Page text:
3M to buy Avery Dennison’s office and consumer products unit

It’s one of those matches created in office-supply heaven: The maker of the Post-It note is buying the maker of the Hi-Liter.

Pasadena company Avery Dennison Corp. has agreed to sell its office and consumer products business to Minnesota-based 3M Co. for $550 million.

After the proposed deal closes, Avery Dennison will forge ahead without its consumer and office products operation, which accounts for about 13% of the company’s overall sales in the most recent quarter. And 3M, a conglomerate with well-known products including Post-It notes and Scotch tape, will sell binders, labels, filing and indexing products, writing instruments and more to consumers under Avery’s name.

The segment was a small and struggling one for Avery as customers scaled back and competition heated up at other brands.

The company is expecting fiscal 2011 revenue of $765 million for the office and consumer products branch, a 6% drop from 2010. The unit’s annual earnings will be about $95 million before interest and taxes and other factors, Avery said.


The deal is expected to close in the second half of 2012. Avery said Tuesday that it would use proceeds from the sale to cut debt, contribute to pensions and buy back shares.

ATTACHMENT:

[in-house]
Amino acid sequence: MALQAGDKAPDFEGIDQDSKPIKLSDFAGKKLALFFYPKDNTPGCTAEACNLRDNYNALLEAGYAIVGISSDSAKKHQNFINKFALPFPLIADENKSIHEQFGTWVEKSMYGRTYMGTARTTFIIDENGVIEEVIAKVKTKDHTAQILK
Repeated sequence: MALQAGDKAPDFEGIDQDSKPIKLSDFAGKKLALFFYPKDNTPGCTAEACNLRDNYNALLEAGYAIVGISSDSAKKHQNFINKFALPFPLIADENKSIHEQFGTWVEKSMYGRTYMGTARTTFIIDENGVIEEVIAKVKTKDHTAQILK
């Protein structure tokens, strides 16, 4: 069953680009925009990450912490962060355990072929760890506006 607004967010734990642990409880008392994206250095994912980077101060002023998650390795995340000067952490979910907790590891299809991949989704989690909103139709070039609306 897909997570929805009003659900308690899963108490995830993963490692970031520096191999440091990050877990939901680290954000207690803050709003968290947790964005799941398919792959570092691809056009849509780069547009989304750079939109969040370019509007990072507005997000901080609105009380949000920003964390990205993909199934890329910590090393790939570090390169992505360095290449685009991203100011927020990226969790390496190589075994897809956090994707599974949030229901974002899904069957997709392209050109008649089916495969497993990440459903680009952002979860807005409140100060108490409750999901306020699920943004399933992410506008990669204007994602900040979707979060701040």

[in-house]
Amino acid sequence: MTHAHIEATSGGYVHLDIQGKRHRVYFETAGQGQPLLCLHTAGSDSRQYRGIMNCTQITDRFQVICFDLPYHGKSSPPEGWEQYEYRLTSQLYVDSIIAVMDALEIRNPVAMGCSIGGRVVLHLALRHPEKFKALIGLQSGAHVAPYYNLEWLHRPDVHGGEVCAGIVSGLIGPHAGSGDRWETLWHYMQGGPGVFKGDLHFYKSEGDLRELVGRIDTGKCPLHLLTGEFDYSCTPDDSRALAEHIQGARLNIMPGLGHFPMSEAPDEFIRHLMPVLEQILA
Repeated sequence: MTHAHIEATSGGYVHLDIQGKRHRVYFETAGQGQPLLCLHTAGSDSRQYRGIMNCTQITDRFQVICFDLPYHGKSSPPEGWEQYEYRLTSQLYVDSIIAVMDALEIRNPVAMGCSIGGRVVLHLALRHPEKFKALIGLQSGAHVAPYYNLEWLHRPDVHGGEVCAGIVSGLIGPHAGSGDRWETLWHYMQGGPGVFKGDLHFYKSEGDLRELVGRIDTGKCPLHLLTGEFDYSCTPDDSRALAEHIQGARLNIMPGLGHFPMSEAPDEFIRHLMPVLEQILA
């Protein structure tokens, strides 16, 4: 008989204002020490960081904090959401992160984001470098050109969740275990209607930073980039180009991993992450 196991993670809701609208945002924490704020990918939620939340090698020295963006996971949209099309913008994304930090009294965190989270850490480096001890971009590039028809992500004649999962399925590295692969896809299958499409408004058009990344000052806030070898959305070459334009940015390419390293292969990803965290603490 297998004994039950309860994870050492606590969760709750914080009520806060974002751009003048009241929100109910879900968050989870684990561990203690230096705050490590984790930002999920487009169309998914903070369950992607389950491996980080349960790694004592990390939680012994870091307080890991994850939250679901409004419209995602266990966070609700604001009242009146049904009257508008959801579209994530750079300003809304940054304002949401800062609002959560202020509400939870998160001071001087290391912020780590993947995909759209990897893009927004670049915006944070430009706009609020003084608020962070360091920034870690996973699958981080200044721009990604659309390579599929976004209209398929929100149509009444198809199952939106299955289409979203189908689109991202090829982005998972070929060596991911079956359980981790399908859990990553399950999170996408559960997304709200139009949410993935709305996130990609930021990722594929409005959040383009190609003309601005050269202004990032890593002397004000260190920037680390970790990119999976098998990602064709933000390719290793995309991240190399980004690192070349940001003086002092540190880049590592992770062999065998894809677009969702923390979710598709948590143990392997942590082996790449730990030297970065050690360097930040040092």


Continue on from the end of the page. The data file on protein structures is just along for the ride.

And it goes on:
Avery’s largest business is the manufacturing of pressure-sensitive materials, which include labels for foods, beverages and auto interiors. Its retail branding and information solutions arm produces garment tags and other services.

The company has tried to launch new products, control expenses and boost productivity as it has worked to rise above weak demand in 2011, Chief Executive Dean Scarborough said while releasing fiscal third-quarter financial results in October.

In 2011, Avery paired with Martha Stewart Living Omnimedia and Staples Inc. to create a home office product line. The company also partnered with Proteus Biomedical Inc. to make sensor-filled patches for healthcare use.

But while the company’s third-quarter sales ticked up 3.6% to $1.7 billion, earnings plunged 22% to $49.8 million. In the quarter, the Brea-based office and consumer products business slipped more than 4% to $219.7 million in sales.

The segment’s production facilities are scattered around the U.S. — though not in California — as well as in Europe and Australia. The unit’s 3,000 employees will become 3M staffers, though “it’s very early in the process … and it’s too early to say what the impact will be,” Avery spokesman David Frail said.

Avery shares rose 2.2%, or 63 cents, to $29.31. The company’s stock started 2011 hovering around $40 a share, where it stayed for months before falling in late summer and remaining under $30 for the rest of the year.

In the third quarter that ended Oct. 25, 3M’s sales were up 9.6% to $7.5 billion, while earnings slipped 1.6% to $1.1 billion. The company’s consumer and office segment, which also includes products such as bandages, sponges and art-hanging hooks, jumped 4.6% to $1.1 billion in sales.

3M shares rose $1.76, or 2.2%, to $83.49.